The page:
Saturday, October 6, 2012
Sometimes you see something in a documentary and it is so poignant, you wished you had written it in your dialogue as an author. I saw a couple of programmes when I returned to Ghana both on case histories of people with exceptional memories. They were so exceptional we watch flabbergasted at the thought of being able to do it ourselves. There was someone who can do a dozen Rubik cubes within a few minutes and even do three, blindfolded, having only seen the layouts first. There was another who could tell what day of the week it was for any given date and a further couple of individuals who could remember what they were actually doing on any day of their lives post six or seven years old. Memorising a pack of cards instantly, remembering and being able to draw architecture you have seen once or being able to play a complex tune after one hearing are all baffling to those of us who have memories that seem to to be disgorged as fast as they are taken in in and which require diligent techniques to fix them in our brains.
A problem for us is that, though memories are concertinaed in our brains and we cannot immediately retrieve them, when we write we have an unconscious conduit to them so out they pour. Many of them will be rehashed or partially remembered bits and pieces from other authors’ work. A bit of every author’s work must include unwitting plagiarism. If you are like the cases described above you probably could never write fiction as everything would be lifted from some page or other!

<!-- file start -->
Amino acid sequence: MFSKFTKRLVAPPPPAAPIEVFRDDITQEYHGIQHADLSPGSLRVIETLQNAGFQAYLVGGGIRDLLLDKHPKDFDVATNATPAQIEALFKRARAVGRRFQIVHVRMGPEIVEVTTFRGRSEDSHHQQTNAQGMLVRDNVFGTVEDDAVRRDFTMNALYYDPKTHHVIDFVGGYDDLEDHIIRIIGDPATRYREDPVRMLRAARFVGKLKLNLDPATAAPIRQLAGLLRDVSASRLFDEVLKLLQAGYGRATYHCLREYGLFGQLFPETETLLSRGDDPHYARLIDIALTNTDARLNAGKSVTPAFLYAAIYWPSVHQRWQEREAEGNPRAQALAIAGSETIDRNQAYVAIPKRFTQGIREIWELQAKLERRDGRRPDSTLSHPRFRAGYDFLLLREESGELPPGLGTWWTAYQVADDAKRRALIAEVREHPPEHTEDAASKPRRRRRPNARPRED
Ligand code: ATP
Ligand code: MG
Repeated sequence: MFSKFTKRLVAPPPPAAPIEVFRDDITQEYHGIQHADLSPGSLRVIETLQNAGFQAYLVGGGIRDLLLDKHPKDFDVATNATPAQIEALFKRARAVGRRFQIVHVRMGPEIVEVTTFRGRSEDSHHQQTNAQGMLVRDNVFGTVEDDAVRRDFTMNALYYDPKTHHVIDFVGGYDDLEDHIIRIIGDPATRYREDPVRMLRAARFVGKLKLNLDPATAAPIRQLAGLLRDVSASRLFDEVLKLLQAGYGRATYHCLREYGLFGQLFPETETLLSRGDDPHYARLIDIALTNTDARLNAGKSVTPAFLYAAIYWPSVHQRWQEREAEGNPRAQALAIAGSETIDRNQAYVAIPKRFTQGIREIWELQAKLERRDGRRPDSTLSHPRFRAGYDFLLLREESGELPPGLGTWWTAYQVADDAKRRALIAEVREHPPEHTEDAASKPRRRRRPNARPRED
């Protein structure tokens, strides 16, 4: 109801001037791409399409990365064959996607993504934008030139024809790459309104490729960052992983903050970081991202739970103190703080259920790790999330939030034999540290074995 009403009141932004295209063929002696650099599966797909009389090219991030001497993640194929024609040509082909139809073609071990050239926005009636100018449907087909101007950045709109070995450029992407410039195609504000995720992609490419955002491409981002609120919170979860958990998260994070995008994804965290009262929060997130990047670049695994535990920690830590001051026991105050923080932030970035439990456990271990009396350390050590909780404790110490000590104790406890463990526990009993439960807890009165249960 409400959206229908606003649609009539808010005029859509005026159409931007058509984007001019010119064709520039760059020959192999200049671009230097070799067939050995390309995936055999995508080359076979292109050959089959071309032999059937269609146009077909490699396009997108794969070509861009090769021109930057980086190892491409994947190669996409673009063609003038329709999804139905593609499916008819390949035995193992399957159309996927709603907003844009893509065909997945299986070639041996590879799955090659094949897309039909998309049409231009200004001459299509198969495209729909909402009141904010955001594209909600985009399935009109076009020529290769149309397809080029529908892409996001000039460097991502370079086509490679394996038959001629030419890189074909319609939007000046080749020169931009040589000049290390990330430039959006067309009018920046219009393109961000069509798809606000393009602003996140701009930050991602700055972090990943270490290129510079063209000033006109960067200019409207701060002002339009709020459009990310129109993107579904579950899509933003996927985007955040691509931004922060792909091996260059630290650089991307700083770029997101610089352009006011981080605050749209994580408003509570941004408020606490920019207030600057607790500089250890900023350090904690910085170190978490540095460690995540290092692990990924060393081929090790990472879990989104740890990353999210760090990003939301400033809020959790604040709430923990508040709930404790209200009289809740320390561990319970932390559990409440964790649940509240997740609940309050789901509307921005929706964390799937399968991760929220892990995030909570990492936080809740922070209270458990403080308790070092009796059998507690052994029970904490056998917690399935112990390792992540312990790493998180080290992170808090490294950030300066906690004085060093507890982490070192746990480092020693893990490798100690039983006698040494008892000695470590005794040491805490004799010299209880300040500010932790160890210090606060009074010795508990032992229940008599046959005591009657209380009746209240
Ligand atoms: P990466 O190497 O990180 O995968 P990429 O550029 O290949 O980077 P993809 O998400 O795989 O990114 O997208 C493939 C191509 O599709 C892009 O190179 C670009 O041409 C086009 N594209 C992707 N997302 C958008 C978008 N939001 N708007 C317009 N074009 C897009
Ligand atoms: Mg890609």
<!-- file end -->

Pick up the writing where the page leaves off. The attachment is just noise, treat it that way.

Anyway, back to the poignant line in the documentary. The young man who has a brilliant memory of every day of his life is sitting with his boyfriend. Both at university. His lover says to him sadly that this day, as they sit on a cut lawn sipping white wine and looking into each other’s eyes, will fade from his own memory but not that of his boyfriend who will be able to call it up at any instant.
Before seeing this I never really considered how relationships that have long histories also have innate difficulties since those long histories will not be recalled in the same way or to the same degree. For one the glass of history is half full and for the other it is half empty. The conflicts that ensue are the stuff of life and it is messy and awkward.